Watch Out for Topes

By Helen Murray White 
Reviewed by Bill Frayer

 

Watch Out for TopesThe title of Helen White’s new book, Watch Out for Topes, is really a metaphor for living happily as an expat in Mexico. When driving to dine at Viva México in San Juan Cosalá, we know we need to watch our speed to protect the undercarriage of our vehicle as we experience the numerous topes . Of course, just living in this beautiful country requires us to slow down, adjust our expectations, and take our days one at a time. 

 White, who has over forty years’ experience living and traveling in Mexico, offers a detailed memoir which will appeal to Lakeside residents and Mexico neophytes alike.  She offers a very educated gringo’s-eye-view of Mexican culture, food, and travel opportunities.  Even though many of us are familiar with many of the places she has visited, she brings considerable research and often dry humor to her detailed descriptions. 

 For example, she first visited Mexico City in 1968 with her husband, Bill.  Although she was not sure she wanted to see a bullfight, she did not want to miss the experience.  She writes, ”While we were watching the intricate movement of the bullfight, Bill heard a little trickling sound behind us.  A spectator was urinating in a paper cup, apparently too engrossed in what was happening to take time to go to the baño.” 

 Later, on the same trip, they decided to hire a guide do drive them around the city, ”It was unnerving to watch Tony put his hand out the driver’s window, waving for other cars to stop as he made a U-turn on Paseo de la Reforma. Tony told us he ate raw eggs and oysters every day to make him manly and that women came from the United States just for him to guide them around the city.  He looked at me; I looked away.”

 White’s writing is rich with detail and captures the joy she has experienced living at Lake Chapala and developing close relationships with many of her Mexican friends.  She shares many of the aspects of Mexican life which endear her to this community, but she does not ignore the difficulties of adjusting to another culture.  Her commentary includes many anecdotes about the beautiful spirit and generosity of her Mexican neighbors. She also makes it clear that living in this country requires an acceptance of different customs and occasional “surprises,” which can be disconcerting.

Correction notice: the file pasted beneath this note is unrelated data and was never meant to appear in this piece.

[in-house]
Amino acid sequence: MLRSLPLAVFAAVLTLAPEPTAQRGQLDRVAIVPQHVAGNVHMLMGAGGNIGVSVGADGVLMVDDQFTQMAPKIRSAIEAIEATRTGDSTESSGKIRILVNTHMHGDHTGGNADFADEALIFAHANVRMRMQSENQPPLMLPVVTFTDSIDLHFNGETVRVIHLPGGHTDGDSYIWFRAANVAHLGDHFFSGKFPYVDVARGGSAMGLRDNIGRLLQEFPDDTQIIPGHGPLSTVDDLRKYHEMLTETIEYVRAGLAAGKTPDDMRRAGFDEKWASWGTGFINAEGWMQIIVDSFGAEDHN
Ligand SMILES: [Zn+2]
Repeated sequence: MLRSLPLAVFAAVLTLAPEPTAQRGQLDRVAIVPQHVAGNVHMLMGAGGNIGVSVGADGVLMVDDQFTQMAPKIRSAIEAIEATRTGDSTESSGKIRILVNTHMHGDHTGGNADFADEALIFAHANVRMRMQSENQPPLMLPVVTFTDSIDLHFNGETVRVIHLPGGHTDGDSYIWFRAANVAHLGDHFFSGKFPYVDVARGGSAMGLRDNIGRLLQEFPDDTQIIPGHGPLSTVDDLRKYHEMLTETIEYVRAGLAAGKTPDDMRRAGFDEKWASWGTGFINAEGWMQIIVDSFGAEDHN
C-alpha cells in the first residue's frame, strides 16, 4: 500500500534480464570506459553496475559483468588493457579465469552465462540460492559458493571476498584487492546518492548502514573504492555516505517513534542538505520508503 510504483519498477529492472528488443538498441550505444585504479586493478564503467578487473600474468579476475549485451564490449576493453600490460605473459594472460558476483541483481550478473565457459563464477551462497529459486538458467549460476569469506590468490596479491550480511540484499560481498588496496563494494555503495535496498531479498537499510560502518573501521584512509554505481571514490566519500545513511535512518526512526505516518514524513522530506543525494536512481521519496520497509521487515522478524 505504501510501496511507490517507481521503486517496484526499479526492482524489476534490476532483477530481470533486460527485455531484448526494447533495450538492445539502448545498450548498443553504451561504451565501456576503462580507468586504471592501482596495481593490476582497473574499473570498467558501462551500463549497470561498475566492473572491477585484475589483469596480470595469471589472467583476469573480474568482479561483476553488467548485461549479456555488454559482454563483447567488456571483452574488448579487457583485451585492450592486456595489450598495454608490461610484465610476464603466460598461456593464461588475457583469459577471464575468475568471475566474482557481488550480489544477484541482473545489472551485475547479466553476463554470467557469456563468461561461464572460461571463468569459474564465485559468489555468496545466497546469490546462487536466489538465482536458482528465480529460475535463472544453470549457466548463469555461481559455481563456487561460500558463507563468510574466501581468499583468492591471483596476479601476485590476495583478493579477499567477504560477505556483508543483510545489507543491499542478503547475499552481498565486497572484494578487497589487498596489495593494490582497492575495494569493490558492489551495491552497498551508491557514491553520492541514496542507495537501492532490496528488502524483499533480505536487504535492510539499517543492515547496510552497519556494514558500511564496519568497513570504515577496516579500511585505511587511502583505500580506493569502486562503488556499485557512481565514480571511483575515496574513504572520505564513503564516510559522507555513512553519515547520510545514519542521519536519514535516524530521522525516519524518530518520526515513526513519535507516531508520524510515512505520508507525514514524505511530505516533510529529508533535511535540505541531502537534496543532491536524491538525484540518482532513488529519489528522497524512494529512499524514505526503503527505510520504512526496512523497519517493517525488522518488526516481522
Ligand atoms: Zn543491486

The book includes large segments describing the many fiestas celebrated in the community, trips “never seen in guidebooks,” and the preparation and enjoyment of the many types of Mexican food she has enjoyed over the years. 

 Taken as a whole, the message seems to be: This is a unique and wonderful culture, very different from the US and Canada. To enjoy living in this special community, immerse yourself in the experience, make friends with your Mexican hosts, and make necessary adjustments in your expectations.  “You’re not in Kansas anymore!”  Watch Out for Topes would be an excellent book for Lakeside residents to read and share with their friends who may be unfamiliar with Mexico.  White’s extensive experience, wit, and pithy, honest observations will delight readers interested in learning more about this community and about Mexico in general. 

 The book can be purchased from Amazon in paperback or e-book editions. It is also available from Dianne Pearl’s Collections on Ocampo and at The Nueva Posada.

 

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